If you have ever known a beagle (as I have in many cases), you are aware of their sweet, docile, cheerful, friendly, accommodating, gentle personalities and their desire to do nothing more than love you and receive your approval. Last April, I lost my glorious Beagle/Foxhound, Chloe, who was the most loving, affectionate, gentle and demonstrative being one could ever wish to know. Chloe was an angel who had been abandoned roadside with her littermates and saved by a rescue organization called HART in Dallas from whom we adopted our Chloe.
Chloe loved everyone- animals & humans – and especially children with whom she shared a special bond and loyalty and devotion. She understood somehow that they were precious and vulnerable and to be respected and appreciated in a way different from adults and other creatures. She took them very seriously and loved them.
Before Chloe, I had known many other beagles cherished for their gentle and generous natures and spirits. I have never met a beagle I didn’t love…
Last week I read an article that just about broke my heart – except that it did have a VERY happy ending. It was featured in USA TODAY and addressed the “Independence Day for 118 Beagles Used in Lab Tests” and written by Sharon L. Peters. It spoke of the life and ultimate liberation of beagles that had been used in laboratory research – dogs that lived in isolation confined in plexiglass crates fed and watered on precise daily schedule with no opportunity for any spontaneity or to socialize or experience life outside a cage.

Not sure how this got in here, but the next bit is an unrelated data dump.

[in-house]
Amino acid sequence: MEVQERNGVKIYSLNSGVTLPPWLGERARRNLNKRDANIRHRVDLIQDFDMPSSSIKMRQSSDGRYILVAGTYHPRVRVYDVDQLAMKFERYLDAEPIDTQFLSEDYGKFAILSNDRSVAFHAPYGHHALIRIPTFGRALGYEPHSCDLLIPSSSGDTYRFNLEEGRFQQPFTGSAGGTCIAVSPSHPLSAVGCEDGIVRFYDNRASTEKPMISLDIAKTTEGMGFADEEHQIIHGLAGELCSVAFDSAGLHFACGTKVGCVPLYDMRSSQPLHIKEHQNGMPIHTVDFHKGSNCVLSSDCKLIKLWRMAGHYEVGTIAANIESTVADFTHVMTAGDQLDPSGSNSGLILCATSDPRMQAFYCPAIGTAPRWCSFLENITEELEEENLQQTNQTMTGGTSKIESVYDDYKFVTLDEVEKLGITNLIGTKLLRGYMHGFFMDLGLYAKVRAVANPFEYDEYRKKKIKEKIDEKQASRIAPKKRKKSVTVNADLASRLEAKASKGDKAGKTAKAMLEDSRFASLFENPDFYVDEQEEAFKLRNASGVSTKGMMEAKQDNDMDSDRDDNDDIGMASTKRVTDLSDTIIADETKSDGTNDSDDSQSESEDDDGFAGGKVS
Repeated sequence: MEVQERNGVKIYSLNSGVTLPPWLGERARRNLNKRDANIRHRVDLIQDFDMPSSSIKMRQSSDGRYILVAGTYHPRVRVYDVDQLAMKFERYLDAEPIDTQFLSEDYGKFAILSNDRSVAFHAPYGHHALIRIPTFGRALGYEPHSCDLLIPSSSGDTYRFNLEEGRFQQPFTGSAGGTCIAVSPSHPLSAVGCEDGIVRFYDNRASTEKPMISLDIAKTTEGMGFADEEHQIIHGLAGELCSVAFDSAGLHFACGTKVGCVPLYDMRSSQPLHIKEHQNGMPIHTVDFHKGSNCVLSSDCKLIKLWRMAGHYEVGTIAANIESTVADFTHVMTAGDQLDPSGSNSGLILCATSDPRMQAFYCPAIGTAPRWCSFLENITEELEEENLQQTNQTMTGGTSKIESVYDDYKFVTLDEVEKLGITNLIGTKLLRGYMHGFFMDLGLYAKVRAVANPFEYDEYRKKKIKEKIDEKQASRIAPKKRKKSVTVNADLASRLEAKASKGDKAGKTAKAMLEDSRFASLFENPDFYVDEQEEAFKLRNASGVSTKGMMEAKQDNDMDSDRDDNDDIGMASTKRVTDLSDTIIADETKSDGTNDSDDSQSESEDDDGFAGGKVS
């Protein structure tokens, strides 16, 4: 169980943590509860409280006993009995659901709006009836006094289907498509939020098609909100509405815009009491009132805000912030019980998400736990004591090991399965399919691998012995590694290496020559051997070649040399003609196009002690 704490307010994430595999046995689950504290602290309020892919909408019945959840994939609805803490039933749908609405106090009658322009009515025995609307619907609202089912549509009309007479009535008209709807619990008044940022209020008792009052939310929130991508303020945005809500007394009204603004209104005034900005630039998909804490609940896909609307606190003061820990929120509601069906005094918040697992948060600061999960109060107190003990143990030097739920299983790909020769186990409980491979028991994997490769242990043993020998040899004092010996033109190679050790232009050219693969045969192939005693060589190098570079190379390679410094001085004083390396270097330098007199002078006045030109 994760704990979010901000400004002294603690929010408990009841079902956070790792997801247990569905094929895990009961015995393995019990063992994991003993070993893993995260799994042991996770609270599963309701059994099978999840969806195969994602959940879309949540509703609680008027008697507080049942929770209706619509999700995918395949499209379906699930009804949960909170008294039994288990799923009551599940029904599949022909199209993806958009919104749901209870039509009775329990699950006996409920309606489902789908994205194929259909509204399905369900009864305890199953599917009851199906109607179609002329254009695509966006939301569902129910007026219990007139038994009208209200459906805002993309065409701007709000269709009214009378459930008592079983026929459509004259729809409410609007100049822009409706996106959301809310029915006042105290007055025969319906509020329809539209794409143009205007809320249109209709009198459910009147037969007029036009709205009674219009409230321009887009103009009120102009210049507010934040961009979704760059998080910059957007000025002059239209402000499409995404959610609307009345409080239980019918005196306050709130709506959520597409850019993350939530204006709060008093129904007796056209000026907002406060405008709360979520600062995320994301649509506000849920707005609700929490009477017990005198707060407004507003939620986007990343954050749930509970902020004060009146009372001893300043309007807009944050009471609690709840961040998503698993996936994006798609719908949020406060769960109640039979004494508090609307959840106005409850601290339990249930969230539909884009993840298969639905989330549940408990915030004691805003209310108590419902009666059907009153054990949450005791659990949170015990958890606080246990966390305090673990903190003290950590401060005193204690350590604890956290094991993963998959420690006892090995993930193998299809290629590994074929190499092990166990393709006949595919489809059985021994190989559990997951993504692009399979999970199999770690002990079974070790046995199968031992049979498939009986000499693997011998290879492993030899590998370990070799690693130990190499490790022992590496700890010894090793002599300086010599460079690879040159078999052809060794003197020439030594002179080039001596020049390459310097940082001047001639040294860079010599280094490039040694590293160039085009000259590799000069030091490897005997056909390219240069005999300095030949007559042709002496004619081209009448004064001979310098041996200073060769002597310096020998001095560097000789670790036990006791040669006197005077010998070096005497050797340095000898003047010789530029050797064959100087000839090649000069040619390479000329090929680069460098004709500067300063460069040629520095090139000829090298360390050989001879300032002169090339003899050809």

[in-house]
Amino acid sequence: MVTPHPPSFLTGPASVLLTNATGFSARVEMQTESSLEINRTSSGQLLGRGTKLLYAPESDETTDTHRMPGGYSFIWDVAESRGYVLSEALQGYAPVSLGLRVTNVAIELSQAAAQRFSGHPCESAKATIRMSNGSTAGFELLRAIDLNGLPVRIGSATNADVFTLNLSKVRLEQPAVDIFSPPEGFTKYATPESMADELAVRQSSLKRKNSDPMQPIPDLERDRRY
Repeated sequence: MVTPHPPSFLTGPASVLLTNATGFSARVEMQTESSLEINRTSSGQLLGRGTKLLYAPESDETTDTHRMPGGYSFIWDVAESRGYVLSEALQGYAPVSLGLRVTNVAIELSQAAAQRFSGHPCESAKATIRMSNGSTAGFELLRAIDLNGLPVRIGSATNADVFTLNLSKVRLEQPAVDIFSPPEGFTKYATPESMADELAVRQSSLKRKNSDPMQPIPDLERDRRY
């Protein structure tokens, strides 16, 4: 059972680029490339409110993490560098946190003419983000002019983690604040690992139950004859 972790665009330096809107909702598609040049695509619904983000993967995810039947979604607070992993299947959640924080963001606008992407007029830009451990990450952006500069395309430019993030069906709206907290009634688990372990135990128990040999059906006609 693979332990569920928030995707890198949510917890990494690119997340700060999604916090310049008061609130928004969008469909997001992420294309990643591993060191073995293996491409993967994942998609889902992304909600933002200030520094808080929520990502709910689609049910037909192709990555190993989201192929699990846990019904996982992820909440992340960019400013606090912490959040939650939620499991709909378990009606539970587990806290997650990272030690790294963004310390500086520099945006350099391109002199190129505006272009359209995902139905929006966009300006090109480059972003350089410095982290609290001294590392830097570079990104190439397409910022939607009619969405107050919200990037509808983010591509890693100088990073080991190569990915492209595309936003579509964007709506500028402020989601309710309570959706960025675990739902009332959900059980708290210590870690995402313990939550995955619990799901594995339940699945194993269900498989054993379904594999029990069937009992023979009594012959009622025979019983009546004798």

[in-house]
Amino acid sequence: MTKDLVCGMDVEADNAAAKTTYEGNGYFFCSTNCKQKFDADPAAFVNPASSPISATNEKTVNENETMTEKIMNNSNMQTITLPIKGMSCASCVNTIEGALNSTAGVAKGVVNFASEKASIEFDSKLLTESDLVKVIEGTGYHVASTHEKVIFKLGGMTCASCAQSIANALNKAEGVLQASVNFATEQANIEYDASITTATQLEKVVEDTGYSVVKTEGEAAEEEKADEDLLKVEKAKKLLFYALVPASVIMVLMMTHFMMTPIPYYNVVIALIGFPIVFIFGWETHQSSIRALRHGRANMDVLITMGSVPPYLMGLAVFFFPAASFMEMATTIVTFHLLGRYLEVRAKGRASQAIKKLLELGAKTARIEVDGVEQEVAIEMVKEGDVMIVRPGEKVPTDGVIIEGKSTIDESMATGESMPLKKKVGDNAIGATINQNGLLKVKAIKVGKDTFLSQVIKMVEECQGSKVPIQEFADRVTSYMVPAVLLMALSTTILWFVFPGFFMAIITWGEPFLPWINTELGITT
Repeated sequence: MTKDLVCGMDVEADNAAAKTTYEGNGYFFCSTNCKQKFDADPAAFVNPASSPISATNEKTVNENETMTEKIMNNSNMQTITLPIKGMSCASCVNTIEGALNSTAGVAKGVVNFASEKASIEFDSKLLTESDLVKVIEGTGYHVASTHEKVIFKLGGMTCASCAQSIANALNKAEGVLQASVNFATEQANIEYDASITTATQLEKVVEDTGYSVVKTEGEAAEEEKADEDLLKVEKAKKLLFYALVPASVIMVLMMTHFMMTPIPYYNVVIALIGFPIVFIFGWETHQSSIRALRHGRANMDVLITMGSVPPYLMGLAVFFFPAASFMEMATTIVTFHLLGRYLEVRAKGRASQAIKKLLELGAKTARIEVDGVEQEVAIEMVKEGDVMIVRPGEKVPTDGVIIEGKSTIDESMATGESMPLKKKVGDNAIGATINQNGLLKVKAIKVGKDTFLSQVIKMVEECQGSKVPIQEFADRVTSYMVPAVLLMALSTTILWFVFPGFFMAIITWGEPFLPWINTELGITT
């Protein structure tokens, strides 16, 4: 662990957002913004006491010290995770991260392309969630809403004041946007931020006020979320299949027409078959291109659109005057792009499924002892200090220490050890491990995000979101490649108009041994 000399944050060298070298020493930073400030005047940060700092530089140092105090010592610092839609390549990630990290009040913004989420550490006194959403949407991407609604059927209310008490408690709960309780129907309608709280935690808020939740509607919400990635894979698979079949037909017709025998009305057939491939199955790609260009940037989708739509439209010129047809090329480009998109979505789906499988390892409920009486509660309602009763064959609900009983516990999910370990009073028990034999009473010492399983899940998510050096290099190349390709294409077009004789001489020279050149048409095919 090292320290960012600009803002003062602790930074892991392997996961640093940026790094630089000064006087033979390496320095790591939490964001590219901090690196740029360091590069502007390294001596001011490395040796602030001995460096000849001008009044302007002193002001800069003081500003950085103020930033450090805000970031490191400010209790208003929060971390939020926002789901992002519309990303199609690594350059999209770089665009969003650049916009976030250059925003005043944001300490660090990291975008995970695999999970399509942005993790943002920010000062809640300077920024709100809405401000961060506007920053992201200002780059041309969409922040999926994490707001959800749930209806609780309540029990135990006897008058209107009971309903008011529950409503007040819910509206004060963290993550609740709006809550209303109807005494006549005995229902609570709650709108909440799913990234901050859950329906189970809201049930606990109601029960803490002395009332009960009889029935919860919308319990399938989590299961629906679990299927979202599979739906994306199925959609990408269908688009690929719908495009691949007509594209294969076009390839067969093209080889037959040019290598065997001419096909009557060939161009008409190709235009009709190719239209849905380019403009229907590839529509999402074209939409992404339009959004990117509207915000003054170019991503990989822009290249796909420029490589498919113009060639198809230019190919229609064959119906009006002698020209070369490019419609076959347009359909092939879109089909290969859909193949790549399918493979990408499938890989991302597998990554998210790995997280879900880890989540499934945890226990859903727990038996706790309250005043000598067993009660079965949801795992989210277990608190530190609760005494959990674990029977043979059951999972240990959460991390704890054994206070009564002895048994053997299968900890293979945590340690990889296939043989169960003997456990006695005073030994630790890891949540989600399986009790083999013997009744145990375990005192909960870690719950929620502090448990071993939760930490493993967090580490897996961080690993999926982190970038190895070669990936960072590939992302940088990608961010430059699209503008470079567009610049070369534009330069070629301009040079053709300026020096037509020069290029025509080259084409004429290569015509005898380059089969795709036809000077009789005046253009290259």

Ironically, with the aid of various animal rescue groups and organizations, these loving little guys were “liberated” from their lives of confinement July 4 weekend after several animal loving groups came to their aid and had them released after the AniClin Research Facility in New Jersey had gone bankrupt and locked its doors. Many of these beagles went to Pets Alive Animal Sanctuary in Middletown, New York. Some of them went to t. Hubert’s Animal Welfare Center in Madison, New Jersey. They were assisted by Best Friends Animal Society in Kanab, Utah.